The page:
GAO also found that the Department failed to accurately assess risk or take effective precautionary measures, with inadequate monitoring of surveillance systems and malfunctioning or failing panic alarms.

As a domestic violence counselor, I have seen firsthand the pervasive and damaging effects sexual assault can have on the lives of those who experience it.

Abusive behavior like the kind documented by GAO is unacceptable in any form, but for it to be found in what should be an environment of caring for our honored veterans is simply intolerable.

H.R. 2074 would address the safety vulnerabilities, security problems, and oversight failures identified by GAO and create a fundamentally safer environment for veteran patients and VA employees.

Specifically, H.R. 2074 would require VA to develop clear and comprehensive criteria with respect to the reporting of sexual assault and other safety incidents for both clinical and law enforcement personnel.

It would establish a newly accountable oversight system within the Veterans Health Administration to include a centralized and comprehensive policy on reporting and tracking sexual assault incidents, covering all alleged or suspected forms of abusive or unsafe acts, as well as the systematic monitoring of reported incidents to ensure each case is fully investigated and victims receive appropriate treatment.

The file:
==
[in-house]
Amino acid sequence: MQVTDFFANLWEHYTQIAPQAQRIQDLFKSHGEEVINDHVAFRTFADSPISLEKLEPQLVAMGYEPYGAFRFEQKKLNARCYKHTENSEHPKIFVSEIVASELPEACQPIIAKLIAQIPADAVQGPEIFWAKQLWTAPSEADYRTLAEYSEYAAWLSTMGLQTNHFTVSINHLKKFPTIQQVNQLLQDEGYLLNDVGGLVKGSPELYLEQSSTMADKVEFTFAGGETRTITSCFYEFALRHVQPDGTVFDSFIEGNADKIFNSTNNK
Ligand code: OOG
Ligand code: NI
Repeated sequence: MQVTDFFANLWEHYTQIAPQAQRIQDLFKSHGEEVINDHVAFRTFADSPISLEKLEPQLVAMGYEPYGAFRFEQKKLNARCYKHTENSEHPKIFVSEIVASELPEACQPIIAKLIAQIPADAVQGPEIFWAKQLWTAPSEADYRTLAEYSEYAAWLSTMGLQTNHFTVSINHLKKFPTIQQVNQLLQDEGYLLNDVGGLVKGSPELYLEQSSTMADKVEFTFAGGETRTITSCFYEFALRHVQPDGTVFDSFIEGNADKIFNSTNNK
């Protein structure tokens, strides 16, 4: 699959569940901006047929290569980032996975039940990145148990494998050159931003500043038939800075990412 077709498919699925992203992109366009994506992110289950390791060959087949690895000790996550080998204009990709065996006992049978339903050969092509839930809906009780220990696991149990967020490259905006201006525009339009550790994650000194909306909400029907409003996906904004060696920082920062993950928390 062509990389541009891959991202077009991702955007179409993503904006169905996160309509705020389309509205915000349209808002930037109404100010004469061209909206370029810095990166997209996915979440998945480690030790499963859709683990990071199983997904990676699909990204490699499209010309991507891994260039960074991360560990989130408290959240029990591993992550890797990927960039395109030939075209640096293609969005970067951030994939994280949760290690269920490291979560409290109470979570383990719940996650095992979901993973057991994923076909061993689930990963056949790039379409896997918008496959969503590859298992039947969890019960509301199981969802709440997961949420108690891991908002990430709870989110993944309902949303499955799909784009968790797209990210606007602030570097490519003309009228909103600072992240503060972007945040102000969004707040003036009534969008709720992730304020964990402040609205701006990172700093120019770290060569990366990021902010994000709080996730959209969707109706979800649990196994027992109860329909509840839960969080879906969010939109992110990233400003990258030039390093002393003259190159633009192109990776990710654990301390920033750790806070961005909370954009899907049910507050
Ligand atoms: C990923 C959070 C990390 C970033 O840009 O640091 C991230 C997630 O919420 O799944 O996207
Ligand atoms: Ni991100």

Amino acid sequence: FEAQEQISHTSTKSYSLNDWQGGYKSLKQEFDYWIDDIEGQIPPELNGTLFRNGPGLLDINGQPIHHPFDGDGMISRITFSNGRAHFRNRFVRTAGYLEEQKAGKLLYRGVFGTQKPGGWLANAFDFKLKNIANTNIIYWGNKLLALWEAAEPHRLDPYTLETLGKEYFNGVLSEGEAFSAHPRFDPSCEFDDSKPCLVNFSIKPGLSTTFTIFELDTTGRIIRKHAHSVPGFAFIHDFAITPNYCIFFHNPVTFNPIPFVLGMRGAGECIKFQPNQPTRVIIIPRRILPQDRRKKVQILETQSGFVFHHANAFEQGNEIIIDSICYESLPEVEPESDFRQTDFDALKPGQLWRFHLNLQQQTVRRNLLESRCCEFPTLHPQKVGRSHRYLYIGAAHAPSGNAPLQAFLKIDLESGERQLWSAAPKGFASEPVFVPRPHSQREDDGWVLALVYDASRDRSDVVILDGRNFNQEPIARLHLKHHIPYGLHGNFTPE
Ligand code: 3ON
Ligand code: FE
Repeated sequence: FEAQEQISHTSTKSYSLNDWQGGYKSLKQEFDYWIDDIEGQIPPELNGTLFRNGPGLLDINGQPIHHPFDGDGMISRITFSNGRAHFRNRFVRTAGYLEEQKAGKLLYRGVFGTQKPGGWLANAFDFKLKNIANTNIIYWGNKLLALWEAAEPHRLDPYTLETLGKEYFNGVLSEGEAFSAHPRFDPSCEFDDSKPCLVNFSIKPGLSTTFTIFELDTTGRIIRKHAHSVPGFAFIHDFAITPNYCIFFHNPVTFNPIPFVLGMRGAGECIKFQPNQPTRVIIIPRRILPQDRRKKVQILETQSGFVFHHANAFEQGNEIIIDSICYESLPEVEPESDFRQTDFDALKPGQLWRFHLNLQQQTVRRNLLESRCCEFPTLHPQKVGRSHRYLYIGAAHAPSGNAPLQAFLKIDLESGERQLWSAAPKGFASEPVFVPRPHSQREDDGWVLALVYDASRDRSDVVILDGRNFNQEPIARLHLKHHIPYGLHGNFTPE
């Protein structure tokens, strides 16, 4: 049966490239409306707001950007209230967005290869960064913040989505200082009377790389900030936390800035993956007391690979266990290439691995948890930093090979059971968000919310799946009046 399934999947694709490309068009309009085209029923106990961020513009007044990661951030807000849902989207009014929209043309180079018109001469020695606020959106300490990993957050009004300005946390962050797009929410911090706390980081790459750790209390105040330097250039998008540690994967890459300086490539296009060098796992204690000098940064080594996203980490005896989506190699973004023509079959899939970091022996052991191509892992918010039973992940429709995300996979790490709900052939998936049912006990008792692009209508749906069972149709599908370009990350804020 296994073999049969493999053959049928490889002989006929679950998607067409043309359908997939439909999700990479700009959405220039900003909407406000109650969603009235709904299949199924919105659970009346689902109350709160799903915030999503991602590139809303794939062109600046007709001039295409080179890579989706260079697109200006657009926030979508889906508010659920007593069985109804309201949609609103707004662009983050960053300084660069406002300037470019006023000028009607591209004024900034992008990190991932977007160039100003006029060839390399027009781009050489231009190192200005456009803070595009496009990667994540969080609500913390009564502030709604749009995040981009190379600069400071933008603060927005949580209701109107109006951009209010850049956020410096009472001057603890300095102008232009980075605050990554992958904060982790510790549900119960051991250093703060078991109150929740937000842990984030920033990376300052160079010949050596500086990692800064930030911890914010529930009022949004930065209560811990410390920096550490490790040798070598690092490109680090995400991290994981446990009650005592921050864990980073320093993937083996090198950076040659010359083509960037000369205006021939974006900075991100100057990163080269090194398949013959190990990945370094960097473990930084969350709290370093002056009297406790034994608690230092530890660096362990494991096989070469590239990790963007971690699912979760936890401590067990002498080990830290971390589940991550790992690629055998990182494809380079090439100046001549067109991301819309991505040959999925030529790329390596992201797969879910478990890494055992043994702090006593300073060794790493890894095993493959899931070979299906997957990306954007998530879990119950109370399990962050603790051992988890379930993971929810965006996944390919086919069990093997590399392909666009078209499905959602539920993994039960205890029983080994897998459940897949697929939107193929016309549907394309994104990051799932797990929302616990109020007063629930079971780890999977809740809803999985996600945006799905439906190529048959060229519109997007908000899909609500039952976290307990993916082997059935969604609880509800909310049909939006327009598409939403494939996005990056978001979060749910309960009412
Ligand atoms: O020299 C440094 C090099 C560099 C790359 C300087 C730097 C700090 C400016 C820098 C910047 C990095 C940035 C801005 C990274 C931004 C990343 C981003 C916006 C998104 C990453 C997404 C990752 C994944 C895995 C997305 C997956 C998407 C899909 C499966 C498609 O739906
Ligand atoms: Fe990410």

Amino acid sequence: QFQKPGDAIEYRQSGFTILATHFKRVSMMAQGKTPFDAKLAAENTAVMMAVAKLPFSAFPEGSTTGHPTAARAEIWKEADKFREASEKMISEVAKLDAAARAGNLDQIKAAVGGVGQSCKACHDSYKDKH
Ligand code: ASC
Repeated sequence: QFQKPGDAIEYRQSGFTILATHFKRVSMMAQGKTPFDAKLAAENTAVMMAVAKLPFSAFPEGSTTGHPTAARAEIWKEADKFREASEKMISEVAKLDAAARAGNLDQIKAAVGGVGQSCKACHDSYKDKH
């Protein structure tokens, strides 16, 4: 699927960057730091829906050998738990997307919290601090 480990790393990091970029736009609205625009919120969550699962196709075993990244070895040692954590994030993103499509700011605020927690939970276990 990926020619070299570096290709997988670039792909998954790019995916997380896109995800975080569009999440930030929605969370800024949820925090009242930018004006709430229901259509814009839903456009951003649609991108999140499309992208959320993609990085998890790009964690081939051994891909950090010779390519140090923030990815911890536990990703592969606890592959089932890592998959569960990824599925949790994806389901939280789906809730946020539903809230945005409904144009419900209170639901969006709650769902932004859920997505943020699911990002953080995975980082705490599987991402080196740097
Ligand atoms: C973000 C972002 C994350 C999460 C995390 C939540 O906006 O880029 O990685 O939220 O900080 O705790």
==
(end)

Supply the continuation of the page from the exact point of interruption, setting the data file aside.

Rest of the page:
To correct serious weaknesses observed in the physical security of VA medical facilities and improve the Department's ability to appropriately assess risk and take the proper preventative steps, H.R. 2074 would mandate the Department to develop risk assessment tools, create a mandatory safety awareness and preparedness training program for employees, and establish physical security precautions including appropriate surveillance and panic alarm systems that are operable and regularly tested.

It is critically important that we take every available step to protect the personal safety and well-being of the veterans who seek care through the VA and all of the hardworking employees who strive to provide that care on a daily basis.

I am eager to discuss H.R. 2074 this afternoon and am here to answer any questions my colleagues may have about this legislation.